Legislation passed last week in Illinois would allow potentially thousands of patients to receive medical marijuana as an alternative to highly addictive opioids, a move that could provide a notable boost to MMJ sales.
The state’s governor must still sign off on the legislation before it can become law.
But the approval by the Illinois General Assembly reflects how states increasingly are embracing the idea of combating opioid addiction with MMJ, an approach that opens a new market for medical cannabis companies.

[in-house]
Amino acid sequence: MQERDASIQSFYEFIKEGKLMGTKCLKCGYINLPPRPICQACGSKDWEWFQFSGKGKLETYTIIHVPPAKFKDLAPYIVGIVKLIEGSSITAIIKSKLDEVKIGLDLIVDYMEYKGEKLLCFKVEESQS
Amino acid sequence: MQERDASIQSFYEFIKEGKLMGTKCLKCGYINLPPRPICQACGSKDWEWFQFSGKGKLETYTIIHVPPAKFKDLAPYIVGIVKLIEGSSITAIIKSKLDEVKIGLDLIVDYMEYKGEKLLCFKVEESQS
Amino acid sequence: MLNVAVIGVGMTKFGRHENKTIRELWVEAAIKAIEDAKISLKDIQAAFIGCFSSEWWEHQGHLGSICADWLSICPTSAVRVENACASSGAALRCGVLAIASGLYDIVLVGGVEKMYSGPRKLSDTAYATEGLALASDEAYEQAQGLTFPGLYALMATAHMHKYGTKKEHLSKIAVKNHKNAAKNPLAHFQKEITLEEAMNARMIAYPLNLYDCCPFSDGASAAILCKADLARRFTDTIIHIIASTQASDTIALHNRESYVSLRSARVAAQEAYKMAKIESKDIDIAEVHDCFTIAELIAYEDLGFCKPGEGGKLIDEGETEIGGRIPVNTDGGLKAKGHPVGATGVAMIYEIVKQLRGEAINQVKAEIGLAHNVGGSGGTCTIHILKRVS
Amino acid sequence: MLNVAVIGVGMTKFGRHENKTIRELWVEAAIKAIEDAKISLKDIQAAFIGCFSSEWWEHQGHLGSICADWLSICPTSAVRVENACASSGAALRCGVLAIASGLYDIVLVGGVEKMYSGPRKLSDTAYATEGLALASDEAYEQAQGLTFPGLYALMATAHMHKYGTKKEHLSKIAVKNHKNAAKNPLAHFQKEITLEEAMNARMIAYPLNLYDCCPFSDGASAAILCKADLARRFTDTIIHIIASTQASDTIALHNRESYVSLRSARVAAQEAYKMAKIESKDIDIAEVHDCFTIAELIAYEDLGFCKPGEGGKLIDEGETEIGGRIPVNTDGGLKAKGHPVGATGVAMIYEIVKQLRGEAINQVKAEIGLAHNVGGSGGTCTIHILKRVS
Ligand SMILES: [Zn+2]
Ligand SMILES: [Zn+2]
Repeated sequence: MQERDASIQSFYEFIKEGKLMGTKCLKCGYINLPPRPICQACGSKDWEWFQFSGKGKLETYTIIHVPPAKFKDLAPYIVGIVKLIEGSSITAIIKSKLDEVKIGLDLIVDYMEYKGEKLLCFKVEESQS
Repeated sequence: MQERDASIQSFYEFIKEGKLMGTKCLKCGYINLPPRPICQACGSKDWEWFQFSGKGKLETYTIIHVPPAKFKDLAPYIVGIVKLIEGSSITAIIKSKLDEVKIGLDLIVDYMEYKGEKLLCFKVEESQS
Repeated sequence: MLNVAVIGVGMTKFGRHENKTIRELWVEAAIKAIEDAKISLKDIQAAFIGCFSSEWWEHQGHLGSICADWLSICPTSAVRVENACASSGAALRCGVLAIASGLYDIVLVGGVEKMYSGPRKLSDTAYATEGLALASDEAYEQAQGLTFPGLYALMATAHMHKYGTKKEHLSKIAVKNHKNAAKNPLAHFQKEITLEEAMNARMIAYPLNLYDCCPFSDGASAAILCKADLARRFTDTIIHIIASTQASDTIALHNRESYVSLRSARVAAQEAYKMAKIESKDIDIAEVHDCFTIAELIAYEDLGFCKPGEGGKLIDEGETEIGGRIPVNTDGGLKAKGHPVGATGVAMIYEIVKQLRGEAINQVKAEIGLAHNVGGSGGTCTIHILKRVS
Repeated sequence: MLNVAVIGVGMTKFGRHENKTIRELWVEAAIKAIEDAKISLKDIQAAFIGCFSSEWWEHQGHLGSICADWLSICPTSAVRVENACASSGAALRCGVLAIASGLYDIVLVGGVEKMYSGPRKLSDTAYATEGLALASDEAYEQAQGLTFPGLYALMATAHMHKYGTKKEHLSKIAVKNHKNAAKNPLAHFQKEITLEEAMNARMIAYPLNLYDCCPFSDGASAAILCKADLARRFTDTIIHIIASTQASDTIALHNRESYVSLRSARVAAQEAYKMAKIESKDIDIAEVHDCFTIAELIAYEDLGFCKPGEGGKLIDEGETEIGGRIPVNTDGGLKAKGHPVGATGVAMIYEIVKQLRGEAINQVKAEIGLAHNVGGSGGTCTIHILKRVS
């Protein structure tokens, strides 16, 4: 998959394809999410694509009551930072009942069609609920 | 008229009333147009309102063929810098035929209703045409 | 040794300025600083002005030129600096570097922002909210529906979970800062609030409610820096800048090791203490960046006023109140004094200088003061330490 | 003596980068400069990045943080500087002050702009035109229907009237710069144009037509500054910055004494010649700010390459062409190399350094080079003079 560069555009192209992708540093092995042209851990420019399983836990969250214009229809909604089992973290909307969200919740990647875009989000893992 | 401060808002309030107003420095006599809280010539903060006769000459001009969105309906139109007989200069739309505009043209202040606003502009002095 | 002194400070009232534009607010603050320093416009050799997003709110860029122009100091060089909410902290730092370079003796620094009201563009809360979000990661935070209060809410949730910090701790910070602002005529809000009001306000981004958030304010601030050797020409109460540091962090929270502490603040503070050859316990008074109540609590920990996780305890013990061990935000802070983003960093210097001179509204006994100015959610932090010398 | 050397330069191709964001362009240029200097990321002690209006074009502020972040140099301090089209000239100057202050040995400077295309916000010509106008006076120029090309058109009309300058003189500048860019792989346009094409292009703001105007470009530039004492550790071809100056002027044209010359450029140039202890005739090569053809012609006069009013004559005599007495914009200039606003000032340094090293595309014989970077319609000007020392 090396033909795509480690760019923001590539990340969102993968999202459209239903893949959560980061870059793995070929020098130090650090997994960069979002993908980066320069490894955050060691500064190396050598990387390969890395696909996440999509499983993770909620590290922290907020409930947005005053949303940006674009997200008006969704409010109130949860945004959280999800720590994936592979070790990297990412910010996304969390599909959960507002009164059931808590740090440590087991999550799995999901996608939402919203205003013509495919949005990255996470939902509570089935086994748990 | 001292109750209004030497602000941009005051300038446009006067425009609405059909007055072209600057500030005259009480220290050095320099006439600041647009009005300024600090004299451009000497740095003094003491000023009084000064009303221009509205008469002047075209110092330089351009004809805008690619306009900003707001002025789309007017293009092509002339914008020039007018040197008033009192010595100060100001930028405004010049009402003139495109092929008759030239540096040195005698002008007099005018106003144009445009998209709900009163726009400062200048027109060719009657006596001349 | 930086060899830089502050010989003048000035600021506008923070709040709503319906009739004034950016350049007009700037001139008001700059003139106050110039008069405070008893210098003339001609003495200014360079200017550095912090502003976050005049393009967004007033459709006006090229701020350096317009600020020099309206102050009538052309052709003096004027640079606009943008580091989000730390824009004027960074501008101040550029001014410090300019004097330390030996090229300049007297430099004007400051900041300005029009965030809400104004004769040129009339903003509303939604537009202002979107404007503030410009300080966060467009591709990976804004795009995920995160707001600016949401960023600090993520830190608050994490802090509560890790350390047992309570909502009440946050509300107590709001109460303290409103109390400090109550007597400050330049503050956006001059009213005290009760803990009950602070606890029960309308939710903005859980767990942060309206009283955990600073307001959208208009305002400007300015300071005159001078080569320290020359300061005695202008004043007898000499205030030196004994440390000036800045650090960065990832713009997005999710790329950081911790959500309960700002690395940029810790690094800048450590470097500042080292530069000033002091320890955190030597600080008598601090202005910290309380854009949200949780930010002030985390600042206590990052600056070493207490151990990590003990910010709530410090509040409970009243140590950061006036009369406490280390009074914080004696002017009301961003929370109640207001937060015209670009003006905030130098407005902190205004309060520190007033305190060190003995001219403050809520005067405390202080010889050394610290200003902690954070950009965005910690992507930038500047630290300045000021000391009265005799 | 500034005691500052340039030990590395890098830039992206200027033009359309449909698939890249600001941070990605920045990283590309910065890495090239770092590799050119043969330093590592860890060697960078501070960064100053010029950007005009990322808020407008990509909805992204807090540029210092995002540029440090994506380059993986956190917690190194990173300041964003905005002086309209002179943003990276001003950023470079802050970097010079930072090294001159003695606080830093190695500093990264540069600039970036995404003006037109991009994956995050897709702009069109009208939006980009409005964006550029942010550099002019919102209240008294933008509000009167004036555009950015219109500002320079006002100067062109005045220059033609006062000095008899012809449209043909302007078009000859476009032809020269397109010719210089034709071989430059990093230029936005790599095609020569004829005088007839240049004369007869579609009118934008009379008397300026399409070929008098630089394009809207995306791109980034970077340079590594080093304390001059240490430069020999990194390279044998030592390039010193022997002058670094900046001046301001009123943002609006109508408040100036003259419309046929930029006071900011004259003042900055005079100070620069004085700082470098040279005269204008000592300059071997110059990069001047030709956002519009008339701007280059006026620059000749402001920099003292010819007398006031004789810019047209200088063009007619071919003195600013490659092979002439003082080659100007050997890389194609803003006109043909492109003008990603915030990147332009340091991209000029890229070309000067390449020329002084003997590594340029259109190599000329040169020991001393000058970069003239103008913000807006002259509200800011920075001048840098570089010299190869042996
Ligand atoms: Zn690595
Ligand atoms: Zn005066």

Illinois Press Secretary Rachel Bold didn’t immediately respond to a request for comment on whether Gov. Bill Rauner, a Republican, would sign the bill.
Chris Lindsey, senior legislative counsel of the Marijuana Policy Project, wrote in an email that he’s not certain the governor will sign the bill, which would be a pilot program through June 30, 2020. He added Rauner has 60 days to decide. It typically has taken all or most of that time with marijuana bills.
According to Lindsey, a number of other states have passed or considered similar initiatives:
- New Jersey and Pennsylvania have both added opioid addiction as a qualifying condition to receive medical marijuana.
- In Utah, language is included in a medical marijuana ballot initiative headed to voters in November.
- Similar bills to the one in Illinois have been introduced in New Mexico and New York.